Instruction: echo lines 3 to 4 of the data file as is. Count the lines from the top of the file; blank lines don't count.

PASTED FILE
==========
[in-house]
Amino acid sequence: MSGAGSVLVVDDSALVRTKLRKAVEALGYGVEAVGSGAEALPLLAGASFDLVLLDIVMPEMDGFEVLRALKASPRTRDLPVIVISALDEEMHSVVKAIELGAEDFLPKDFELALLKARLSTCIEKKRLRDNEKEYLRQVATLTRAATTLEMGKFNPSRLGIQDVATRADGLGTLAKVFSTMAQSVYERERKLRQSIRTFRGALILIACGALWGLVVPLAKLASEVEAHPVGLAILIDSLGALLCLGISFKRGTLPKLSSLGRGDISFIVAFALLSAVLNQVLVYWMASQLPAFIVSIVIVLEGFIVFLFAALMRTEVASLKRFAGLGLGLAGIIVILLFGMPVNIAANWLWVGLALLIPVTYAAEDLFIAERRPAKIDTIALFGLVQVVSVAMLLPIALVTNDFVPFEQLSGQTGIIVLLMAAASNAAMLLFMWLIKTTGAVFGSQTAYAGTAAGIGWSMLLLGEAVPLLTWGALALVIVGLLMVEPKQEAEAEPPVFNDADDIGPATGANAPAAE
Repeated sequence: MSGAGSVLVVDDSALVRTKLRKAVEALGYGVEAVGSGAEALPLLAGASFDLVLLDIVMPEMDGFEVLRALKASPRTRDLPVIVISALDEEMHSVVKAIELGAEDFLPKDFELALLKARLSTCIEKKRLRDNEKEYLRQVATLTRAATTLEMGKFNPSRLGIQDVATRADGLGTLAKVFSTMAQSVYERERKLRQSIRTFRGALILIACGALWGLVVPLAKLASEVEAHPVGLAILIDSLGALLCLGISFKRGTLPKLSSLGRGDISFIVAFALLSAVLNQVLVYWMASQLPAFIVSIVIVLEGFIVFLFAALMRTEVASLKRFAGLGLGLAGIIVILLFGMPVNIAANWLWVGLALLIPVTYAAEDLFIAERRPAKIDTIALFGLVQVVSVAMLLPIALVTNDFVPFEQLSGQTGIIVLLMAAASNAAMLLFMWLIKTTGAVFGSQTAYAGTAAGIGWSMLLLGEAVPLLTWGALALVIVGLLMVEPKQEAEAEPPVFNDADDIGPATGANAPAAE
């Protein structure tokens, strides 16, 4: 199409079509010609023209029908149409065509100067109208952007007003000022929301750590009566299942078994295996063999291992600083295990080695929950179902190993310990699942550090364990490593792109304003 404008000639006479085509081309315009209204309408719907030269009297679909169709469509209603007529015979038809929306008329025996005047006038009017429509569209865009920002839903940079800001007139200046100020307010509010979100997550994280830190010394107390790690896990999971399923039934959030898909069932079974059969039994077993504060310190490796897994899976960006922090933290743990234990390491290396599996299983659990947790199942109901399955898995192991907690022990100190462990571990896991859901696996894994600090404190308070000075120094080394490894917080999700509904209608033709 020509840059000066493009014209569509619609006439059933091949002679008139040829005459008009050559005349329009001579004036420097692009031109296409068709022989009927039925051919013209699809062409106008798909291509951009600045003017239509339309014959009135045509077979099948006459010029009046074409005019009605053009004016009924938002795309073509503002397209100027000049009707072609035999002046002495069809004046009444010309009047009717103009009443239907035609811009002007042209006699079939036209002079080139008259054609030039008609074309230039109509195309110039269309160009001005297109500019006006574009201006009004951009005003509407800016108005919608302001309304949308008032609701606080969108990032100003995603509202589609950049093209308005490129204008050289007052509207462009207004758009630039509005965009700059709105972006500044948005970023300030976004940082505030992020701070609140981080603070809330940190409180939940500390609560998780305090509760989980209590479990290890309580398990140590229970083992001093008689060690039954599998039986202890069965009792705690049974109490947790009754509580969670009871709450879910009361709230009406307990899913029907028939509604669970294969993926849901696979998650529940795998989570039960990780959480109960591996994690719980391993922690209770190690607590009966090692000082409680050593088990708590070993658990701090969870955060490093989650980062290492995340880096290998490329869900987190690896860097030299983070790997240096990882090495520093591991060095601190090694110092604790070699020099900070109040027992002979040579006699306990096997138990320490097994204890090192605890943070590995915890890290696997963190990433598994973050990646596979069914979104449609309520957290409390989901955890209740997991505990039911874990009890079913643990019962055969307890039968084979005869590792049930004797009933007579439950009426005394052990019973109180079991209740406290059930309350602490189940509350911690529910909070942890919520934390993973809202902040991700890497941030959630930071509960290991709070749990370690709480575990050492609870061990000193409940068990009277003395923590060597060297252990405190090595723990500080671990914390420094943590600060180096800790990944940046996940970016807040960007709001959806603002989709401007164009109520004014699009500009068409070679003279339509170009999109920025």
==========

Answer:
Repeated sequence: MSGAGSVLVVDDSALVRTKLRKAVEALGYGVEAVGSGAEALPLLAGASFDLVLLDIVMPEMDGFEVLRALKASPRTRDLPVIVISALDEEMHSVVKAIELGAEDFLPKDFELALLKARLSTCIEKKRLRDNEKEYLRQVATLTRAATTLEMGKFNPSRLGIQDVATRADGLGTLAKVFSTMAQSVYERERKLRQSIRTFRGALILIACGALWGLVVPLAKLASEVEAHPVGLAILIDSLGALLCLGISFKRGTLPKLSSLGRGDISFIVAFALLSAVLNQVLVYWMASQLPAFIVSIVIVLEGFIVFLFAALMRTEVASLKRFAGLGLGLAGIIVILLFGMPVNIAANWLWVGLALLIPVTYAAEDLFIAERRPAKIDTIALFGLVQVVSVAMLLPIALVTNDFVPFEQLSGQTGIIVLLMAAASNAAMLLFMWLIKTTGAVFGSQTAYAGTAAGIGWSMLLLGEAVPLLTWGALALVIVGLLMVEPKQEAEAEPPVFNDADDIGPATGANAPAAE
């Protein structure tokens, strides 16, 4: 199409079509010609023209029908149409065509100067109208952007007003000022929301750590009566299942078994295996063999291992600083295990080695929950179902190993310990699942550090364990490593792109304003 404008000639006479085509081309315009209204309408719907030269009297679909169709469509209603007529015979038809929306008329025996005047006038009017429509569209865009920002839903940079800001007139200046100020307010509010979100997550994280830190010394107390790690896990999971399923039934959030898909069932079974059969039994077993504060310190490796897994899976960006922090933290743990234990390491290396599996299983659990947790199942109901399955898995192991907690022990100190462990571990896991859901696996894994600090404190308070000075120094080394490894917080999700509904209608033709 020509840059000066493009014209569509619609006439059933091949002679008139040829005459008009050559005349329009001579004036420097692009031109296409068709022989009927039925051919013209699809062409106008798909291509951009600045003017239509339309014959009135045509077979099948006459010029009046074409005019009605053009004016009924938002795309073509503002397209100027000049009707072609035999002046002495069809004046009444010309009047009717103009009443239907035609811009002007042209006699079939036209002079080139008259054609030039008609074309230039109509195309110039269309160009001005297109500019006006574009201006009004951009005003509407800016108005919608302001309304949308008032609701606080969108990032100003995603509202589609950049093209308005490129204008050289007052509207462009207004758009630039509005965009700059709105972006500044948005970023300030976004940082505030992020701070609140981080603070809330940190409180939940500390609560998780305090509760989980209590479990290890309580398990140590229970083992001093008689060690039954599998039986202890069965009792705690049974109490947790009754509580969670009871709450879910009361709230009406307990899913029907028939509604669970294969993926849901696979998650529940795998989570039960990780959480109960591996994690719980391993922690209770190690607590009966090692000082409680050593088990708590070993658990701090969870955060490093989650980062290492995340880096290998490329869900987190690896860097030299983070790997240096990882090495520093591991060095601190090694110092604790070699020099900070109040027992002979040579006699306990096997138990320490097994204890090192605890943070590995915890890290696997963190990433598994973050990646596979069914979104449609309520957290409390989901955890209740997991505990039911874990009890079913643990019962055969307890039968084979005869590792049930004797009933007579439950009426005394052990019973109180079991209740406290059930309350602490189940509350911690529910909070942890919520934390993973809202902040991700890497941030959630930071509960290991709070749990370690709480575990050492609870061990000193409940068990009277003395923590060597060297252990405190090595723990500080671990914390420094943590600060180096800790990944940046996940970016807040960007709001959806603002989709401007164009109520004014699009500009068409070679003279339509170009999109920025």